I still do not like reality dating shows. However. This is one of my favorite books of 2021. I fell in love with the characters and never in a romance novel have I rooted for a couple as much as I did Dev and Charlie. I really appreciated the author tackling the issue of mental illness head on as well, which added an extra dimension to the novel I hadn’t been expecting but was grateful to see. There were tears and laugh out loud moments, even a bit of swooning. I was all smiles by the end.
So much about the world baffled Dr. Trisha Raje, but she was never at a loss for how to do her job. ~ Opening of Pride, Prejudice, and Other Flavors
Another of my favorite books read in 2021, this was my first Sonali Dev novel (although I own several). Why did I wait so long to read this one?!
Dr. Trisha Raje is San Francisco’s top neurosurgeon, but it does not seem to be enough for her influential Indian immigrant family who descended from royalty. She disappointed her father greatly years ago and nothing she does seems to please him. Chef DJ Caine gave up his well-reputed job when he learned his sister had a tumor. He is desperate to get the job the Rajes offer—it would help bring in the money he and his sister need. Sparks fly from the moment Trisha and DJ meet—and not necessarily in a good way. Trisha’s arrogant and quick to judge.
There was so much more to this novel than I expected. Romance plays an integral part, although at times I wondered how the author was going to bring such strong-willed characters as DJ and Trisha together. I admit I was not a huge fan of Trisha at first, but like for DJ, she grew on me. And the more I got to know her under the arrogant exterior, the more I came to like her. Both DJ and Trisha carry past baggage with them which they must work through if they want their happy ending.
Sonali Dev does not shy away from issues of race and class, which is not a surprise given the tie in to Jane Austen’s Pride and Prejudice (at least in terms of class). She did not gloss over anything, but addressed these issues head on. Trisha and her family are Indian immigrants while DJ and his sister are a mix of Indian and Rwandan. Their experiences in life have been very different on that front, but also because one was born with privilege and wealth while the other has faced poverty and homelessness.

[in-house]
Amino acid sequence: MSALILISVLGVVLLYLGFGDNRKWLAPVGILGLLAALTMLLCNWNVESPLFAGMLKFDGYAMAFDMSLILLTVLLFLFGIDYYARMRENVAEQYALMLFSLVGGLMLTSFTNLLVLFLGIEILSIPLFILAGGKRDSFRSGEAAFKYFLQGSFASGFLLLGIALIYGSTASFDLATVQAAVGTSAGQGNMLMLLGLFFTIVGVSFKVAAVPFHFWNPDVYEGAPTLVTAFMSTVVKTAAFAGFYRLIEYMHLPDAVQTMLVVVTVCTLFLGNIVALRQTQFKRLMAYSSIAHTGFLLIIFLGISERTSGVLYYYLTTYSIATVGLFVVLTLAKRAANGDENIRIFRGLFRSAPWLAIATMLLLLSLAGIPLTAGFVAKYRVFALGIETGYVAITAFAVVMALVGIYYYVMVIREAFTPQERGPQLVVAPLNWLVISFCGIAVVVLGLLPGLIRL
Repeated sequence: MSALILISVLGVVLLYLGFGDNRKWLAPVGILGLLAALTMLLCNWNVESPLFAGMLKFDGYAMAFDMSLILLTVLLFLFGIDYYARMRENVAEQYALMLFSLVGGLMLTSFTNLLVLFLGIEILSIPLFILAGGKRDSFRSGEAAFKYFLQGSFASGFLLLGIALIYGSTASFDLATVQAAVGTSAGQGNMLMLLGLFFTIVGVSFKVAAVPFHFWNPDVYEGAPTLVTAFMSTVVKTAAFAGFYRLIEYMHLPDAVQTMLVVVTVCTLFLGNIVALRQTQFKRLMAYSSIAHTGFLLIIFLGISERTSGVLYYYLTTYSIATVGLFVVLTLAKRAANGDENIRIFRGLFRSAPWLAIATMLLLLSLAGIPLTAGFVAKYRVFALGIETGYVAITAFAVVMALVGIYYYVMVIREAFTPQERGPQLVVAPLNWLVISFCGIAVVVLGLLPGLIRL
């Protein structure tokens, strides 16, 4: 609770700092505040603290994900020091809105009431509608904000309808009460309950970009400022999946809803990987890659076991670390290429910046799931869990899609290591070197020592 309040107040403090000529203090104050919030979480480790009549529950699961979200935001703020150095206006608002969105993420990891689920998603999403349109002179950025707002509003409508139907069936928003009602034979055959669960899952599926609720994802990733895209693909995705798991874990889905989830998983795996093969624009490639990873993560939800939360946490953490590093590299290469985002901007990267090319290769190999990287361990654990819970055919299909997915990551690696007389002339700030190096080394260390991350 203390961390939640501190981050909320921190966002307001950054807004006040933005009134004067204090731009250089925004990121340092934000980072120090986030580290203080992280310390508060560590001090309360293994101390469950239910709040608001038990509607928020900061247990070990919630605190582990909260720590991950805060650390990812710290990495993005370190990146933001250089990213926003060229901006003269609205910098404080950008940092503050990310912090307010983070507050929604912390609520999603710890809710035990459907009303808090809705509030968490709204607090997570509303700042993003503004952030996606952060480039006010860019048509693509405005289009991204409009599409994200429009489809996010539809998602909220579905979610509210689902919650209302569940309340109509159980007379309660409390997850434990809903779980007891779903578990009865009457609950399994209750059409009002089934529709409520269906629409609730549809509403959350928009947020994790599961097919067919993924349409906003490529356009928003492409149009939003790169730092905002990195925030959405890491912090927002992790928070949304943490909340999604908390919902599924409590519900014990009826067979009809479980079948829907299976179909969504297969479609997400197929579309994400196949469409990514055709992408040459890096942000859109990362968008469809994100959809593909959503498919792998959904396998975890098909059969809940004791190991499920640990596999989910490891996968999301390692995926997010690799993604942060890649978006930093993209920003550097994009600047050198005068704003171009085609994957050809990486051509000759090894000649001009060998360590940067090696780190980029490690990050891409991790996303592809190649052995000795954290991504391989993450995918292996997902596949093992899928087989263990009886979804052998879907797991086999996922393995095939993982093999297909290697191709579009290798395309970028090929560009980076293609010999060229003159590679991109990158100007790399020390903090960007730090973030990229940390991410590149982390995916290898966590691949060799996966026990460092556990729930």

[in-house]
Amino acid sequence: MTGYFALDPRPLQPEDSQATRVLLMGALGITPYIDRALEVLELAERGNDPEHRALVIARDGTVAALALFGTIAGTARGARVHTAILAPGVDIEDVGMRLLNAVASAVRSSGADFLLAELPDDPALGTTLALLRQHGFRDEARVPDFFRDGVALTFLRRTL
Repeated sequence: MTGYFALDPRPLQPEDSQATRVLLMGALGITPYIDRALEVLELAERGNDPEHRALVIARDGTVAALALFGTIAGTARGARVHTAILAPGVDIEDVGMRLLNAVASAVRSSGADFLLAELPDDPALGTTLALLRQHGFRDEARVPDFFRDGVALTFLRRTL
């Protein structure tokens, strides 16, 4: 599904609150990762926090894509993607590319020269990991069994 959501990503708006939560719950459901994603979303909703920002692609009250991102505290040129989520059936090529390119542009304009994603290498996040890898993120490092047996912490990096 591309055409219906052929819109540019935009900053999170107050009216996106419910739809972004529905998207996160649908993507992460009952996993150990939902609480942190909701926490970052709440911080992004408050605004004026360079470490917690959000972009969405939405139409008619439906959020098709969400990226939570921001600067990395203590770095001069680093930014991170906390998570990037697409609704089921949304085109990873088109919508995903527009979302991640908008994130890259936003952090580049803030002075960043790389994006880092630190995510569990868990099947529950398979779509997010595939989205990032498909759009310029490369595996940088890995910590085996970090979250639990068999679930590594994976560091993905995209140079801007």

Julia Wickham . . . Because of course there has to be a Wickham character. I loved Trisha’s family and look forward to learning more about the various members in future books in the series. I found myself especially drawn to Trisha and her father. He is more stubborn than she is, and honestly, I felt his anger and disappointment in her was misplaced. I will not go into detail about the role Julia plays in the story, but, like in the original Pride and Prejudice, the character is more out for herself than anyone else.
While the novel does have similarities to Jane Austen’s Pride and Prejudice, it is also very much its own story. A reader does not have to be familiar with one to appreciate the other. But those who are familiar with the original, will have fun picking out the similarities, including the role reversals.
I went in expecting to like Pride, Prejudice, and Other Flavors and was even more pleased when I came away loving it.
Have you read any of these novels? If so, what did you think?